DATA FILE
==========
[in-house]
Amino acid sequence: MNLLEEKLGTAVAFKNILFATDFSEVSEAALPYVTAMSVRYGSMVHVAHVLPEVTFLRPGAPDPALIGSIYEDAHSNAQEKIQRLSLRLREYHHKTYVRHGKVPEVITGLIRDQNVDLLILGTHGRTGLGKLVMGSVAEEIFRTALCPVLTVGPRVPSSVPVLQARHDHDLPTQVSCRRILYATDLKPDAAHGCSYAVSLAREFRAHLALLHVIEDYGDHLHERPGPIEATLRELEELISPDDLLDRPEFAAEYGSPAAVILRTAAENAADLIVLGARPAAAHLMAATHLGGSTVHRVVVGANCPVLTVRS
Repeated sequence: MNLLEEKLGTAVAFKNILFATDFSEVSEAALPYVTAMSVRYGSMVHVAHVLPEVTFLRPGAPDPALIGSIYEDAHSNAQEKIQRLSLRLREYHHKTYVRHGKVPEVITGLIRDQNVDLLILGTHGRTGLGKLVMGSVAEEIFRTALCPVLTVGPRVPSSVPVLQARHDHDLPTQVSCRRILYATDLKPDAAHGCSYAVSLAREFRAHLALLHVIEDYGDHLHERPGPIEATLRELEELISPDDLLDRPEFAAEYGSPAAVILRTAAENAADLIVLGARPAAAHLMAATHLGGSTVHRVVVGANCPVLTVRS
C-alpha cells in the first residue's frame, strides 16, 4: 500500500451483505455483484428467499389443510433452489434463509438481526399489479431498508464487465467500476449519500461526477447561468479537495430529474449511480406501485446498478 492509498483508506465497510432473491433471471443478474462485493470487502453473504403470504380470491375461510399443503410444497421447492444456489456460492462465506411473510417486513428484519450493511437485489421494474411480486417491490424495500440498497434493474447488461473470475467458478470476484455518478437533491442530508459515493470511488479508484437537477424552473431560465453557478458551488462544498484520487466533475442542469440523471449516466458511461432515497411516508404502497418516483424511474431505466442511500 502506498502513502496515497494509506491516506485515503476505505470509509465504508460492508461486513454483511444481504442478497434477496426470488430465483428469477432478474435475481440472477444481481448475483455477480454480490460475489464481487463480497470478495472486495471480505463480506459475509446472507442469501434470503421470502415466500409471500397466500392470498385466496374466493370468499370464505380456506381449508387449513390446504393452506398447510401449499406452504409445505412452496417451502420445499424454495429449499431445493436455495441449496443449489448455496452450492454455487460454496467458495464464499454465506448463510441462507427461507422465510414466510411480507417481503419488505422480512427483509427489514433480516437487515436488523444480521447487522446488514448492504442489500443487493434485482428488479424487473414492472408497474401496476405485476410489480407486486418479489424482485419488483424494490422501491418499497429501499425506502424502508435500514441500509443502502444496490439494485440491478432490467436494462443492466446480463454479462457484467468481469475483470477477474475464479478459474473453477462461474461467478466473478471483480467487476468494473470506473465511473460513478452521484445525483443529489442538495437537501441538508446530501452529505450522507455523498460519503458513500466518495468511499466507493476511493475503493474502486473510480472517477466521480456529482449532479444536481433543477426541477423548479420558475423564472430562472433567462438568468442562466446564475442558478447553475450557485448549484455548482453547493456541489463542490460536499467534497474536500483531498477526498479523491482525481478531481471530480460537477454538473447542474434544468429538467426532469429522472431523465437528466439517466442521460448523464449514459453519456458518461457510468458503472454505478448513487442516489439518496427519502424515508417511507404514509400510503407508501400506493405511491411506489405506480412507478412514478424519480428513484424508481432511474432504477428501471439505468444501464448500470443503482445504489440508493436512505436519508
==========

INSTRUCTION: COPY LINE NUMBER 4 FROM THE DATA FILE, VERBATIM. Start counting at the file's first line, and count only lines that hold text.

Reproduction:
C-alpha cells in the first residue's frame, strides 16, 4: 500500500451483505455483484428467499389443510433452489434463509438481526399489479431498508464487465467500476449519500461526477447561468479537495430529474449511480406501485446498478 492509498483508506465497510432473491433471471443478474462485493470487502453473504403470504380470491375461510399443503410444497421447492444456489456460492462465506411473510417486513428484519450493511437485489421494474411480486417491490424495500440498497434493474447488461473470475467458478470476484455518478437533491442530508459515493470511488479508484437537477424552473431560465453557478458551488462544498484520487466533475442542469440523471449516466458511461432515497411516508404502497418516483424511474431505466442511500 502506498502513502496515497494509506491516506485515503476505505470509509465504508460492508461486513454483511444481504442478497434477496426470488430465483428469477432478474435475481440472477444481481448475483455477480454480490460475489464481487463480497470478495472486495471480505463480506459475509446472507442469501434470503421470502415466500409471500397466500392470498385466496374466493370468499370464505380456506381449508387449513390446504393452506398447510401449499406452504409445505412452496417451502420445499424454495429449499431445493436455495441449496443449489448455496452450492454455487460454496467458495464464499454465506448463510441462507427461507422465510414466510411480507417481503419488505422480512427483509427489514433480516437487515436488523444480521447487522446488514448492504442489500443487493434485482428488479424487473414492472408497474401496476405485476410489480407486486418479489424482485419488483424494490422501491418499497429501499425506502424502508435500514441500509443502502444496490439494485440491478432490467436494462443492466446480463454479462457484467468481469475483470477477474475464479478459474473453477462461474461467478466473478471483480467487476468494473470506473465511473460513478452521484445525483443529489442538495437537501441538508446530501452529505450522507455523498460519503458513500466518495468511499466507493476511493475503493474502486473510480472517477466521480456529482449532479444536481433543477426541477423548479420558475423564472430562472433567462438568468442562466446564475442558478447553475450557485448549484455548482453547493456541489463542490460536499467534497474536500483531498477526498479523491482525481478531481471530480460537477454538473447542474434544468429538467426532469429522472431523465437528466439517466442521460448523464449514459453519456458518461457510468458503472454505478448513487442516489439518496427519502424515508417511507404514509400510503407508501400506493405511491411506489405506480412507478412514478424519480428513484424508481432511474432504477428501471439505468444501464448500470443503482445504489440508493436512505436519508